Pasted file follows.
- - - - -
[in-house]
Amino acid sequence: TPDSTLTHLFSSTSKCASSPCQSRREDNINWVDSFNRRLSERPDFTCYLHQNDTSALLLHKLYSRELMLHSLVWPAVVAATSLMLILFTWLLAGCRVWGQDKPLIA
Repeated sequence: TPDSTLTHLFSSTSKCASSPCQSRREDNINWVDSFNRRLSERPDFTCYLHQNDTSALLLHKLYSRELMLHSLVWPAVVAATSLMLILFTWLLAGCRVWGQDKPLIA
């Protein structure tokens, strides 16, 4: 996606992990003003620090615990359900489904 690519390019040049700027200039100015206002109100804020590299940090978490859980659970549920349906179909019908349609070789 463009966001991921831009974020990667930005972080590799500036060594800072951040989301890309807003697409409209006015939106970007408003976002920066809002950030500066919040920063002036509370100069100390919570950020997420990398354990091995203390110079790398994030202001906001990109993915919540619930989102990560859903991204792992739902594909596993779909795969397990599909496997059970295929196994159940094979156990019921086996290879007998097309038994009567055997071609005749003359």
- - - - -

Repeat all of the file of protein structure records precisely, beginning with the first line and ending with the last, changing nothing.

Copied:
[in-house]
Amino acid sequence: TPDSTLTHLFSSTSKCASSPCQSRREDNINWVDSFNRRLSERPDFTCYLHQNDTSALLLHKLYSRELMLHSLVWPAVVAATSLMLILFTWLLAGCRVWGQDKPLIA
Repeated sequence: TPDSTLTHLFSSTSKCASSPCQSRREDNINWVDSFNRRLSERPDFTCYLHQNDTSALLLHKLYSRELMLHSLVWPAVVAATSLMLILFTWLLAGCRVWGQDKPLIA
């Protein structure tokens, strides 16, 4: 996606992990003003620090615990359900489904 690519390019040049700027200039100015206002109100804020590299940090978490859980659970549920349906179909019908349609070789 463009966001991921831009974020990667930005972080590799500036060594800072951040989301890309807003697409409209006015939106970007408003976002920066809002950030500066919040920063002036509370100069100390919570950020997420990398354990091995203390110079790398994030202001906001990109993915919540619930989102990560859903991204792992739902594909596993779909795969397990599909496997059970295929196994159940094979156990019921086996290879007998097309038994009567055997071609005749003359």